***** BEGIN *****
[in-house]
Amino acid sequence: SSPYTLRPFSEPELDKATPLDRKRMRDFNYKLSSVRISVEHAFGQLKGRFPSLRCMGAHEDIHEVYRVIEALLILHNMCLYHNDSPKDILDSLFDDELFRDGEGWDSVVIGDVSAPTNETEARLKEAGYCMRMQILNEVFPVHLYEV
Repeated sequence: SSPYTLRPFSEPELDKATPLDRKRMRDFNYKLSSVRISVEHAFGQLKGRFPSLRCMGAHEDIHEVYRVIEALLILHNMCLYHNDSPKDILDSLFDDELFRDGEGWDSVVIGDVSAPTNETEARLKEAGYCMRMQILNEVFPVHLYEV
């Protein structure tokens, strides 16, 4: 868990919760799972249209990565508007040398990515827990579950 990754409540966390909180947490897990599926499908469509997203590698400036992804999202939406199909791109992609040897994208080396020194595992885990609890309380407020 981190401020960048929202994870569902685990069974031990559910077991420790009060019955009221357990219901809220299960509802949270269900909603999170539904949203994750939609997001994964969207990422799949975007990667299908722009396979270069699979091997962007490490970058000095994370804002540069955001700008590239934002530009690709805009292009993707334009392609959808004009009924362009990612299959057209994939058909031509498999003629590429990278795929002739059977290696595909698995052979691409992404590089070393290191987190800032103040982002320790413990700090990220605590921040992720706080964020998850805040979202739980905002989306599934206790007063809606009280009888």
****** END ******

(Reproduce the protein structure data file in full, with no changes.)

[in-house]
Amino acid sequence: SSPYTLRPFSEPELDKATPLDRKRMRDFNYKLSSVRISVEHAFGQLKGRFPSLRCMGAHEDIHEVYRVIEALLILHNMCLYHNDSPKDILDSLFDDELFRDGEGWDSVVIGDVSAPTNETEARLKEAGYCMRMQILNEVFPVHLYEV
Repeated sequence: SSPYTLRPFSEPELDKATPLDRKRMRDFNYKLSSVRISVEHAFGQLKGRFPSLRCMGAHEDIHEVYRVIEALLILHNMCLYHNDSPKDILDSLFDDELFRDGEGWDSVVIGDVSAPTNETEARLKEAGYCMRMQILNEVFPVHLYEV
């Protein structure tokens, strides 16, 4: 868990919760799972249209990565508007040398990515827990579950 990754409540966390909180947490897990599926499908469509997203590698400036992804999202939406199909791109992609040897994208080396020194595992885990609890309380407020 981190401020960048929202994870569902685990069974031990559910077991420790009060019955009221357990219901809220299960509802949270269900909603999170539904949203994750939609997001994964969207990422799949975007990667299908722009396979270069699979091997962007490490970058000095994370804002540069955001700008590239934002530009690709805009292009993707334009392609959808004009009924362009990612299959057209994939058909031509498999003629590429990278795929002739059977290696595909698995052979691409992404590089070393290191987190800032103040982002320790413990700090990220605590921040992720706080964020998850805040979202739980905002989306599934206790007063809606009280009888």